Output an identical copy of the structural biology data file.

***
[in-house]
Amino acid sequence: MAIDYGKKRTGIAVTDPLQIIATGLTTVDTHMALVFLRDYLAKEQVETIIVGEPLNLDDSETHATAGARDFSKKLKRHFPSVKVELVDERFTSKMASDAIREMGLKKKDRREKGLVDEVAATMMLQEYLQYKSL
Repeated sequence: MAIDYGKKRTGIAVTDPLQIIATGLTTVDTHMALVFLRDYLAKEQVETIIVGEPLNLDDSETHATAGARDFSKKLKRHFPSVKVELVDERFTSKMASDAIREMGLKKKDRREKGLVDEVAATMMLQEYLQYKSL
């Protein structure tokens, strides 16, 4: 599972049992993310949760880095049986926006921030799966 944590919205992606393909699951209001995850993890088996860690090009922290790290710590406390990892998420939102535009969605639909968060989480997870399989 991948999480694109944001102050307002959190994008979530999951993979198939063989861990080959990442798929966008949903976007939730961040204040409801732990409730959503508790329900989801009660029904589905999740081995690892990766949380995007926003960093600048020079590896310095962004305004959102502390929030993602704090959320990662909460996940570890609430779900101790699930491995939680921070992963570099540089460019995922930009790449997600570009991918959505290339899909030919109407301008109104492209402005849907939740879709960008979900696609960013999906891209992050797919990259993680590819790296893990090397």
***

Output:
[in-house]
Amino acid sequence: MAIDYGKKRTGIAVTDPLQIIATGLTTVDTHMALVFLRDYLAKEQVETIIVGEPLNLDDSETHATAGARDFSKKLKRHFPSVKVELVDERFTSKMASDAIREMGLKKKDRREKGLVDEVAATMMLQEYLQYKSL
Repeated sequence: MAIDYGKKRTGIAVTDPLQIIATGLTTVDTHMALVFLRDYLAKEQVETIIVGEPLNLDDSETHATAGARDFSKKLKRHFPSVKVELVDERFTSKMASDAIREMGLKKKDRREKGLVDEVAATMMLQEYLQYKSL
């Protein structure tokens, strides 16, 4: 599972049992993310949760880095049986926006921030799966 944590919205992606393909699951209001995850993890088996860690090009922290790290710590406390990892998420939102535009969605639909968060989480997870399989 991948999480694109944001102050307002959190994008979530999951993979198939063989861990080959990442798929966008949903976007939730961040204040409801732990409730959503508790329900989801009660029904589905999740081995690892990766949380995007926003960093600048020079590896310095962004305004959102502390929030993602704090959320990662909460996940570890609430779900101790699930491995939680921070992963570099540089460019995922930009790449997600570009991918959505290339899909030919109407301008109104492209402005849907939740879709960008979900696609960013999906891209992050797919990259993680590819790296893990090397």